Title

Baseline characteristics of systemic sclerosis patients with restrictive lung disease in a multi-center US-based longitudinal registry

Authors

Flavia V. Castelino, Division of Rheumatology, Massachusetts General Hospital, Harvard Medical School, Boston, Massachusetts, USA.
John M. VanBuren, Department or Pediatrics, University of Utah, Salt Lake City, Utah, USA.
Emily Startup, Department or Pediatrics, University of Utah, Salt Lake City, Utah, USA.
Shervin Assassi, The University of Texas Health Science Center at Houston, Houston, Texas, USA.
Elana J. Bernstein, Division of Rheumatology, Vagelos College of Physicians and Surgeons, Columbia University Irving Medical Center, New York, New York, USA.
Lorinda Chung, Division of Rheumatology, Department of Medicine and Dermatology, Stanford University and Palo Alto Veterans Affairs Health Care System, Stanford, California, USA.
Chase Correia, Division of Rheumatology, Department of Medicine, Northwestern University Feinberg School of Medicine, Chicago, Illinois, USA.
Luke B. Evnin, Scleroderma Research Foundation, San Francisco, California, USA.
Tracy M. Frech, Division of Rheumatology, Department of Internal Medicine, University of Utah and Salt Lake Veterans Affair Medical Center, Salt Lake City, Utah, USA.
Jessica K. Gordon, Hospital for Special Surgery, New York, New York, USA.
Faye N. Hant, Division of Rheumatology and Immunology, Medical University of South Carolina, Charleston, South Carolina, USA.
Laura K. Hummers, Division of Rheumatology, Department of Medicine, Johns Hopkins University School of Medicine, Baltimore, Maryland, USA.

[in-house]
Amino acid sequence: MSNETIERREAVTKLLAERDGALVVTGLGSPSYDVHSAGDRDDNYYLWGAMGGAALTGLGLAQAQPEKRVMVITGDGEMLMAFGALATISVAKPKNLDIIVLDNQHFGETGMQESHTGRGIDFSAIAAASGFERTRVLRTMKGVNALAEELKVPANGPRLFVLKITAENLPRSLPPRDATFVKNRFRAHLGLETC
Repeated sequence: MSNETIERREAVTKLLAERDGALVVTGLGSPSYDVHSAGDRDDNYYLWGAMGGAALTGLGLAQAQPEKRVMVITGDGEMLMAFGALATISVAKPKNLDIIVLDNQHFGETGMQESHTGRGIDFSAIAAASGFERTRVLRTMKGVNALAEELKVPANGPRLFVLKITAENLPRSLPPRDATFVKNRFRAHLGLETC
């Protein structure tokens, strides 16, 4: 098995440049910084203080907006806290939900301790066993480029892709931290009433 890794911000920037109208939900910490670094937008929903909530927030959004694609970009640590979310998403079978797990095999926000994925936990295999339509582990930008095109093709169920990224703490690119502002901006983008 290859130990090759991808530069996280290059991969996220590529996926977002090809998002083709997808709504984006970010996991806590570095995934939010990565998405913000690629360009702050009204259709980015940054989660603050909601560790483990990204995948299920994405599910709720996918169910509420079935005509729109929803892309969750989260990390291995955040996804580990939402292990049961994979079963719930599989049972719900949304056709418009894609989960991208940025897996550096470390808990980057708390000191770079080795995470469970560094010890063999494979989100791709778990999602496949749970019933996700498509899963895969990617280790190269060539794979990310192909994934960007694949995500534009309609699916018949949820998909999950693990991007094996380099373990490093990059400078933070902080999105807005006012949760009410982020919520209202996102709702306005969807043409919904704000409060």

Dinesh Khanna, University of Michigan Scleroderma Program, Ann Arbor, Michigan, USA.
Nora Sandorfi, Division of Rheumatology, University of Pennsylvania, Philadelphia, Pennsylvania, USA.
Ami A. Shah, Division of Rheumatology, Department of Medicine, Johns Hopkins University School of Medicine, Baltimore, Maryland, USA.
Victoria K. Shanmugam, Division of Rheumatology, The George Washington University School of Medicine and Health Sciences, Washington, District of Columbia, USA.
Virginia Steen, Georgetown University School of Medicine, Washington, District of Columbia, USA.

Document Type

Journal Article

Publication Date

2-1-2022

Journal

International journal of rheumatic diseases

Volume

25

Issue

2

DOI

10.1111/1756-185X.14253

Keywords

interstitial lung disease; registry; restrictive lung disease; scleroderma; systemic sclerosis

Abstract

AIM: Interstitial lung disease (ILD) is the leading cause of disease-related death in systemic sclerosis (SSc). Here, we assess baseline characteristics of SSc subjects with and without restrictive lung disease (RLD) in a multi-center, US-based registry. METHODS: SSc patients within 5 years of disease onset were enrolled in the Collaborative National Quality and Efficacy Registry (CONQUER), a multi-center US-based registry of SSc study participants (age ≥ 18 years) enrolled at 13 expert centers. All subjects met 2013 American College of Rheumatology / European League Against Rheumatism criteria. Subjects with a pulmonary function test (PFT) at baseline before April 1, 2020 were included. High-resolution computed tomography scan of the chest was not available to characterize ILD for all subjects. RLD was defined as forced vital capacity (FVC) <80% or total lung capacity (TLC) <80% predicted. RESULTS: There were 160 (45%) SSc subjects characterized as having RLD. There was no significant difference in age, gender or disease duration. RLD subjects had a mean disease duration from date of first non-Raynaud's symptom of 2.6 years and a mean FVC% predicted of 67% at baseline. In multivariable analysis, non-White race, higher physician global health assessment and modified Medical Research Council (mMRC) dyspnea scores, were independently associated with RLD. In the subgroup of RLD subjects with ILD, ILD had a negative correlation with RNA polymerase III antibody. CONCLUSION: CONQUER is the largest, multi-center, prospective cohort of early SSc patients in the US. Non-White race was independently associated with RLD. In addition, 45% of CONQUER subjects already had RLD, highlighting the importance of screening for SSc-ILD at initial diagnosis.

Department

Anatomy and Regenerative Biology

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